The excavations by Fairweather in 1937 uncovered considerable Roman foundations of what may have been a Roman villa on the site of the later priory. There is no evidence of there having been a Roman town on the site however. The next information on the history of Earls Colne is a reference in a will dating to c.950 (Reaney, 1935). In 1045 there is a reference to a minster at Earls Colne, and in 1066 when Wulfwin held the manor there was a village, a hall and two mills.
William I granted the manor of Colne to Alberic de Vere, and it remained in his and his descendants, the Earls of Oxford, possession until the 16th century. In 1101-7 Alberic de Vere founded a small Benedictine priory, between Earls Colne and White Colne. At this point Earls Colne became administratively two manors, the ‘earldom’ manor and the priory manor. At some point before 1309 the settlement was granted a market by the de Veres.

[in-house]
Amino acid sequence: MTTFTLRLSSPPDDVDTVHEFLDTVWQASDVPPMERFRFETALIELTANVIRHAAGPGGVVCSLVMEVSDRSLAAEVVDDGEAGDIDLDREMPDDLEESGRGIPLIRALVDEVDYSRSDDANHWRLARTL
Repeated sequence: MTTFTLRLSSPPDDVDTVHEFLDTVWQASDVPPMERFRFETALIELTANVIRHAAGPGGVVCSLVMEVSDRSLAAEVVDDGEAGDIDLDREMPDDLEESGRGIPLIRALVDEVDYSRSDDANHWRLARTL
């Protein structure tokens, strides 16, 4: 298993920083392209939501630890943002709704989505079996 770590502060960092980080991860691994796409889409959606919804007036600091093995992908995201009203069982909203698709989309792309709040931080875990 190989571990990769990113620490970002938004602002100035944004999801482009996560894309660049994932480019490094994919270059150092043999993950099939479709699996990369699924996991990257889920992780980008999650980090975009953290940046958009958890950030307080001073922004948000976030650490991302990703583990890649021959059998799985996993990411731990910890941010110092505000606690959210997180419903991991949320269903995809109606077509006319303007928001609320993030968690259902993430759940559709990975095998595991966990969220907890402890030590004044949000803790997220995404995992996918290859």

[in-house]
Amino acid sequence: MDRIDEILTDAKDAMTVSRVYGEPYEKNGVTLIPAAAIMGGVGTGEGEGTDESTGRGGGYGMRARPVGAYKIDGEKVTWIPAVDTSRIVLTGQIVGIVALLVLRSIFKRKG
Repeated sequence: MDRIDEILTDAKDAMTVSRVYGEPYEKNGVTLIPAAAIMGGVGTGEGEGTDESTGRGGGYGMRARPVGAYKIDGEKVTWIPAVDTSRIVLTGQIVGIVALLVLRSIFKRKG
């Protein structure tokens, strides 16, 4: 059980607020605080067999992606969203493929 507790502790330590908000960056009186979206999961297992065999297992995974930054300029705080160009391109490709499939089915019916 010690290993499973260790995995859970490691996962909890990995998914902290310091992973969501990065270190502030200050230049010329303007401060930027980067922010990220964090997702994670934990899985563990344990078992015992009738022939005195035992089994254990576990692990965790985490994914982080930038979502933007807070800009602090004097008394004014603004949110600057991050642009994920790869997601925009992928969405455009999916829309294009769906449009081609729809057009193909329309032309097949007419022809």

Earls Colne remained a small market town serving the needs of the immediate area, the only major change being the closure of the Priory in 1536 by the Dissolution of the Monasteries. In the mid-19th century when Reuben Hunt founded the Atlas Ironworks on the south-western edge of the town. This became the towns principal employer and benefactor, and a dominant force in its subsequent development. Hunt erected a large number of dwellings to house his managers and workforce and also provided a number of public buildings and the supply of water, gas and sewerage.